According to a recent Rasmussen Poll , only 21 percent of American voters believe that the federal government enjoys the consent of the governed. On the other hand, Rasmussen notes, a full 63 percent of the "political class" believe that the government enjoys the consent of the governed.
It's tempting to stress the disconnect here, and that disconnect is certainly huge. Unsurprisingly, the political class -- which talks mostly to itself -- thinks that it is far more popular, and legitimate, in the eyes of the country than is in fact the case. In this, as in so many things, America's political class is out of touch with reality.
The once-heady brew of American freedom has become watery and unsatisfying.
In fact, when I think of the federal government's brand now, I think of Schlitz beer. Schlitz was once a top national brew. But, in search of short-term gains, it began gradually reducing its quality in tiny increments to save money, substituting cheaper malt, fewer hops and "accelerated" brewing for its traditional approach.
Each incremental decline was imperceptible to consumers, but after a few years, people suddenly noticed that the beer was no good anymore. Sales collapsed, and a "Taste My Schlitz" campaign designed to lure beer drinkers back failed when the "improved" brew turned out not to be any better. A brand image that had been accumulated over decades was lost in a few years, and it has never recovered.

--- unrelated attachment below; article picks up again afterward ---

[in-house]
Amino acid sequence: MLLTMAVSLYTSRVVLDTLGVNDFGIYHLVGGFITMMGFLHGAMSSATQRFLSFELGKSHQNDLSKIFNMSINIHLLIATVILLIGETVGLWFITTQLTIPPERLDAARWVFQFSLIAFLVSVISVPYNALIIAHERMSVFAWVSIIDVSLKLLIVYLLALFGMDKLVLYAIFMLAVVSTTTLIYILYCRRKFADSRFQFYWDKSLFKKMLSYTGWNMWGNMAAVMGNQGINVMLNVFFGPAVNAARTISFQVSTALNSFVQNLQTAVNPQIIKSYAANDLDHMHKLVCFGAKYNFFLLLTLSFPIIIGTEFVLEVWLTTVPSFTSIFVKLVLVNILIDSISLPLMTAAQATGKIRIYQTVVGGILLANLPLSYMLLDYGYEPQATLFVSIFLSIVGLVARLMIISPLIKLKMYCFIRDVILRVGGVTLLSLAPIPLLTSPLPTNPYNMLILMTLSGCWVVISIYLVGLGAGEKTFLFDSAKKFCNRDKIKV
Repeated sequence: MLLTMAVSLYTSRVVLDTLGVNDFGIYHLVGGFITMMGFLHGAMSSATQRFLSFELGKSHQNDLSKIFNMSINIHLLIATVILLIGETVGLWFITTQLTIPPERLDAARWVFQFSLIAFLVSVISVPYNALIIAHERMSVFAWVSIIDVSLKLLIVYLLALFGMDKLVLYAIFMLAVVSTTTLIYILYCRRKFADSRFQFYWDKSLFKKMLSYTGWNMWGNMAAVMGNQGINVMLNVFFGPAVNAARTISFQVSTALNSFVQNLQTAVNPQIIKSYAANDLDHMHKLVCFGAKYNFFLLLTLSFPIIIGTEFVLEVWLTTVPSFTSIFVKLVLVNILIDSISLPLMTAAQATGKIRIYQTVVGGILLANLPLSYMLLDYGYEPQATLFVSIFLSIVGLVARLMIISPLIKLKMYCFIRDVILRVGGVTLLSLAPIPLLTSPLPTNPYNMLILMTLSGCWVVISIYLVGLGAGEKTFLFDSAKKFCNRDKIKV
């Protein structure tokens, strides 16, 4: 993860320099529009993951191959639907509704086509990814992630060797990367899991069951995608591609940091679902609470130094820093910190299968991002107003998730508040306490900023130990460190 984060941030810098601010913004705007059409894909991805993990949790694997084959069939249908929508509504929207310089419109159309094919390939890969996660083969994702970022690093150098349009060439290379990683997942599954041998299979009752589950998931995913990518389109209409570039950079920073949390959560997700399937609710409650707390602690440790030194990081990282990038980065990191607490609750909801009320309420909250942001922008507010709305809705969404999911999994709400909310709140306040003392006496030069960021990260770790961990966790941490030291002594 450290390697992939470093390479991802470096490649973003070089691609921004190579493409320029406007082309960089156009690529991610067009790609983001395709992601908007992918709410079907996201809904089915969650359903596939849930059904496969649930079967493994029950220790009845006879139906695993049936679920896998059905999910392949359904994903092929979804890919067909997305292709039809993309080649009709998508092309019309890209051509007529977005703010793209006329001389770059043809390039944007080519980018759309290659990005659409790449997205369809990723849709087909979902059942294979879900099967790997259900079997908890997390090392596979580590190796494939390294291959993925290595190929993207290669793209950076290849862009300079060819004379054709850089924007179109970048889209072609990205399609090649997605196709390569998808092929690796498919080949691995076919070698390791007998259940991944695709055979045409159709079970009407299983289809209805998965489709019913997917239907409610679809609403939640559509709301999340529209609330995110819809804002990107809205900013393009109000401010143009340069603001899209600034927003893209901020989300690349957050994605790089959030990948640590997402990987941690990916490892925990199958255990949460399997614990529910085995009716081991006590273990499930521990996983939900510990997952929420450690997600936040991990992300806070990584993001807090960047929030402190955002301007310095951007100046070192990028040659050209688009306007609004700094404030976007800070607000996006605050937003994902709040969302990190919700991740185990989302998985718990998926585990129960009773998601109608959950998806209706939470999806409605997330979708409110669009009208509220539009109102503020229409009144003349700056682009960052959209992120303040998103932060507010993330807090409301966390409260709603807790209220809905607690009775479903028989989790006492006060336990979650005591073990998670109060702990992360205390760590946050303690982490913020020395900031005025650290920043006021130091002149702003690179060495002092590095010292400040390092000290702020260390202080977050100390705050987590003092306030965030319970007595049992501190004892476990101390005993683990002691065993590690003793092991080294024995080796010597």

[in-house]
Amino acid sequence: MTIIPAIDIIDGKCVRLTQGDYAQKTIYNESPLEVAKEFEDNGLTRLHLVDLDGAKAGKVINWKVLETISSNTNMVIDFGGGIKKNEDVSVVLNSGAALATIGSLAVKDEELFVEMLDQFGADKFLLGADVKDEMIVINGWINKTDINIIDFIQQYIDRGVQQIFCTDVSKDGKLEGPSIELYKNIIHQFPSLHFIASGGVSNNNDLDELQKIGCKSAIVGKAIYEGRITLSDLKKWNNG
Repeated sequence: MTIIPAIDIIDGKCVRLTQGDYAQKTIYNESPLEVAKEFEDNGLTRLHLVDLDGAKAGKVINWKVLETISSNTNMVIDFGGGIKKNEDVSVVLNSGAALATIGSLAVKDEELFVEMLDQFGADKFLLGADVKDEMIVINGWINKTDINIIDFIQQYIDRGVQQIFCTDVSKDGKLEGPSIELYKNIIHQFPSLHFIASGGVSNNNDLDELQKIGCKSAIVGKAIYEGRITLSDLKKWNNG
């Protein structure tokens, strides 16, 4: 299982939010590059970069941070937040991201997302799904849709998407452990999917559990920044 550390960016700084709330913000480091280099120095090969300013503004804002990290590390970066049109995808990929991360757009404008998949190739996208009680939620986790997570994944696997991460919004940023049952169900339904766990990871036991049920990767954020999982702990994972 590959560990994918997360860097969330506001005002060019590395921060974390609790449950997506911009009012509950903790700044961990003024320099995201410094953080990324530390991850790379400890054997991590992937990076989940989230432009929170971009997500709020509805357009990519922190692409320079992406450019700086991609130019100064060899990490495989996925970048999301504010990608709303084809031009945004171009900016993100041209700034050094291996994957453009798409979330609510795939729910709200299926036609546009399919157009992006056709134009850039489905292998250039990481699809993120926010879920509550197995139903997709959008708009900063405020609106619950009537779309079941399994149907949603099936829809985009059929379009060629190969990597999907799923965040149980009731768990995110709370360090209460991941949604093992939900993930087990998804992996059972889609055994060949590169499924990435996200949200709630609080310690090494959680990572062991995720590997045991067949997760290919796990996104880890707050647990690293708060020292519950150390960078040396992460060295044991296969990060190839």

The federal government, alas, finds itself in much the same position. The political class sold its legitimacy off in drips and drabs. As "smart politics" has come over the past decades to mean not persuasion but the practice of legerdemain, the use of political deals, cover from a friendly press apparat and taking advantage of voters' rational ignorance, the governing classes have managed to achieve things that would surely have failed had the people known what was going on.
But though each little trick may have slipped by the voters, the voters have nonetheless noticed that the ultimate product isn't what it used to be. The end result, as with Schlitz, is a tarnished brand. And rescuing tarnished brands is hard.
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